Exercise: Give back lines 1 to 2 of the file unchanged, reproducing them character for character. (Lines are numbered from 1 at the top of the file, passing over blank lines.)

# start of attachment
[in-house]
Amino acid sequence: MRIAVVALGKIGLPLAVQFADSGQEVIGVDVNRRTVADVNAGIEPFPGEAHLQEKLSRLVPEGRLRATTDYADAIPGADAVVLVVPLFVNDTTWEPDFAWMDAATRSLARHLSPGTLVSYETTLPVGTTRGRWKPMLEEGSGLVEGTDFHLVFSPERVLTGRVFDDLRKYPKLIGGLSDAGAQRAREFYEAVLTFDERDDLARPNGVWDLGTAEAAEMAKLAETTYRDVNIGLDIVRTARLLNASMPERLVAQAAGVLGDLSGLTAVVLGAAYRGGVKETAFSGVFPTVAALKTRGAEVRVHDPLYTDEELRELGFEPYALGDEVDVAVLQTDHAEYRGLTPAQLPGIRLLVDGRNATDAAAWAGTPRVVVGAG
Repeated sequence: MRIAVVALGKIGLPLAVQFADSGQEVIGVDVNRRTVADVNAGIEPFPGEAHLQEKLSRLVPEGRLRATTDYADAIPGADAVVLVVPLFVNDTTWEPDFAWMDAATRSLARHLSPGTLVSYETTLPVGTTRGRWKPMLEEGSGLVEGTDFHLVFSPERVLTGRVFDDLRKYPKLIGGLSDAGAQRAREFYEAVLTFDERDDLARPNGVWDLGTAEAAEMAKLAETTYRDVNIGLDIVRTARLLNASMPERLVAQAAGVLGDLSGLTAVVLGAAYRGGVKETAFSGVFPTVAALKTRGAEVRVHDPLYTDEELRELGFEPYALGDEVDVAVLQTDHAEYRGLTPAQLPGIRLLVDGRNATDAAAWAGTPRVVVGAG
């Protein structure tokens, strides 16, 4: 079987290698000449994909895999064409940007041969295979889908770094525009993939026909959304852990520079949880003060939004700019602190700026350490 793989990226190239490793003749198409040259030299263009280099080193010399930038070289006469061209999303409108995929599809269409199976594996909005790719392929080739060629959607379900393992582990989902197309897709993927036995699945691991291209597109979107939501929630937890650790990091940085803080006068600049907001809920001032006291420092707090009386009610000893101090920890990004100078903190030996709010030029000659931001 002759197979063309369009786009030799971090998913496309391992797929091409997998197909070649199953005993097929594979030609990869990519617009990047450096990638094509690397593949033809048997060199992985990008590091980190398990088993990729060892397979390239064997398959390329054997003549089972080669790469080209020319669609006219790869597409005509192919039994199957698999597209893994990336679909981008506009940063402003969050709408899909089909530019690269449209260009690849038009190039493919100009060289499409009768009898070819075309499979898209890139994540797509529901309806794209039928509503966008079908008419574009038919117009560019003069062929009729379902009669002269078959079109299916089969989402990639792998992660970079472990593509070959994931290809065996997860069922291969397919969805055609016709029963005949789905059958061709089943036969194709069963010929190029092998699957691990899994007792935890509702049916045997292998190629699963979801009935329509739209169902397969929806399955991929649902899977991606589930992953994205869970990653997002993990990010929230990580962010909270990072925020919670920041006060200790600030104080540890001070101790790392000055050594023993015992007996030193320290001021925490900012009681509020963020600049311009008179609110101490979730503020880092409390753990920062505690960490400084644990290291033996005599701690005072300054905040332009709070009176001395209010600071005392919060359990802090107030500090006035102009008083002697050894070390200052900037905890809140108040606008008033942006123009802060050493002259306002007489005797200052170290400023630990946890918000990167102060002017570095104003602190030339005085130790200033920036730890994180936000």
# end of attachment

[in-house]
Amino acid sequence: MRIAVVALGKIGLPLAVQFADSGQEVIGVDVNRRTVADVNAGIEPFPGEAHLQEKLSRLVPEGRLRATTDYADAIPGADAVVLVVPLFVNDTTWEPDFAWMDAATRSLARHLSPGTLVSYETTLPVGTTRGRWKPMLEEGSGLVEGTDFHLVFSPERVLTGRVFDDLRKYPKLIGGLSDAGAQRAREFYEAVLTFDERDDLARPNGVWDLGTAEAAEMAKLAETTYRDVNIGLDIVRTARLLNASMPERLVAQAAGVLGDLSGLTAVVLGAAYRGGVKETAFSGVFPTVAALKTRGAEVRVHDPLYTDEELRELGFEPYALGDEVDVAVLQTDHAEYRGLTPAQLPGIRLLVDGRNATDAAAWAGTPRVVVGAG